A handful of things are simultaneously true: (1) I wanted the Cubs to pick up Martin Maldonado all offseason and I was very happy when they traded for him; (2) given the way the rest of the bench developed (and the fact that the money savings may have helped get Nick Castellanos) I was fine with flipping Maldonado for Tony Kemp; (3) it’s really bad luck and timing that Willson Contreras got injured just a few days after Maldonado was traded away; and (4) that is the risk in thinning your catching depth in late July.
So, summing up, I’m not really critical of the front office for the way things proceeded – I dug it all, basically – but I do think it’s fair to say, hey, this was precisely the risk you knew was on the table.
Now what? Well, obviously in the immediate near-term, Victor Caratini is your starter and Taylor Davis is your back-up. I gotta say, there are virtually no other orgs out there that could lose a starting catcher like Willson Contreras and be in better shape than the Cubs are. It’s a blow, obviously. A big blow to the offense, in particular. But Caratini looks to be among the best back-ups out there (a capable starter on most teams), and Davis is long-time member of the org who is familiar with the Cubs’ staff and methods. He receives well, plays good defense, and won’t be that much worse than a typical back-up catcher at the plate.
That said, we know that the Cubs moved aggressively to pick up Maldonado in trade the first time Contreras went down with an injury. They didn’t know at the time how long it would be, so they wanted more coverage than just Victor Caratini and Taylor Davis. It seems likely they will do it again, but this time, there are no trades like that available.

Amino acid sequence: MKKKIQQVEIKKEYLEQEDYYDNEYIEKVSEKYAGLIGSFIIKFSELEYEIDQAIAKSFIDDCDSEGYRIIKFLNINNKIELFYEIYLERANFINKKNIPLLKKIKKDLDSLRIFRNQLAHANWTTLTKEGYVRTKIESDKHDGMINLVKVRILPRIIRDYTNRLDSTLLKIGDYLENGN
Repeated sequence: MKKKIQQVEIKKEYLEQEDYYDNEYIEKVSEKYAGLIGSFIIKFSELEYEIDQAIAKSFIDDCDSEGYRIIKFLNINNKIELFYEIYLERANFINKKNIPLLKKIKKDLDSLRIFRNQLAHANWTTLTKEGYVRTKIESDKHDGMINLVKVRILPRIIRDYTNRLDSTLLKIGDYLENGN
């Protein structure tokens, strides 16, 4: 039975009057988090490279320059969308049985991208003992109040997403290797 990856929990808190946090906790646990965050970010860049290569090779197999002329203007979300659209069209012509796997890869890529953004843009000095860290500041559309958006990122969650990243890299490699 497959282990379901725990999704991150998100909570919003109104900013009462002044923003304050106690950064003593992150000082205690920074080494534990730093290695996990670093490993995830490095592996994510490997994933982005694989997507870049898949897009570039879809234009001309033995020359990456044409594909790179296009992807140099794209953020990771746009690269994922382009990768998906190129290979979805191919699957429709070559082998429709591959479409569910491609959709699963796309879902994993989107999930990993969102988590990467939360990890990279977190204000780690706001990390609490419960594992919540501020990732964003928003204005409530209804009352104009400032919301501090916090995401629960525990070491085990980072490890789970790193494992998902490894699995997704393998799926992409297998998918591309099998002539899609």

How *can* the Cubs add additional catching depth? Just because traditional trades are out, that doesn’t mean there aren’t some methods.
First, if a player is waived – like Jonathan Lucroy has been, for example – the Cubs can simply claim that guy if they’re willing to take on the contract. Given that Lucroy is owed a million bucks the rest of the way, I tend to doubt that happens for the Cubs. However(!), if nobody claims Lucroy, he’ll become a free agent, and then the Cubs could sign him for the prorated portion of the Major League minimum. Totally doable.
Second, the Cubs *can* trade for a minor league catcher so long as he hasn’t been up in the big leagues this year. Old friend Rene Rivera, for example, has been toiling away with the Mets’ AAA club all season. If the Mets are willing to trade away their own depth for something relatively insignificant, that’s another path.
Finally, the Cubs could find a current free agent to add quickly. For example, Nick Hundley was released by the A’s last week, and is currently a free agent. If he Cubs could have pounced quickly enough, he’d be a great guy to have signed for the start of tonight’s series against the A’s, eh? A little inside info? Might be worth it for this series, alone, to be honest. (They could also add someone later who becomes a free agent. But that’s quite a waiting game.)
Neither Lucroy nor Hundley is going to be a game-changer, and they certainly aren’t going to replace Contreras. But they are both guys who could hit around average for a catcher (or better), and won’t kill you behind the plate. The same is probably true for Rivera.
Stay tuned. As much as the Cubs might like Davis as the back-up, they will still want another experienced catcher in the fold as quickly as possible. What happens if Caratini or Davis were injured tonight? Yes, you can go next-man-up in the minors, but with all appropriate love to P.J. Higgins and Erick Castillo (the current catchers at AAA), they aren’t ready for that.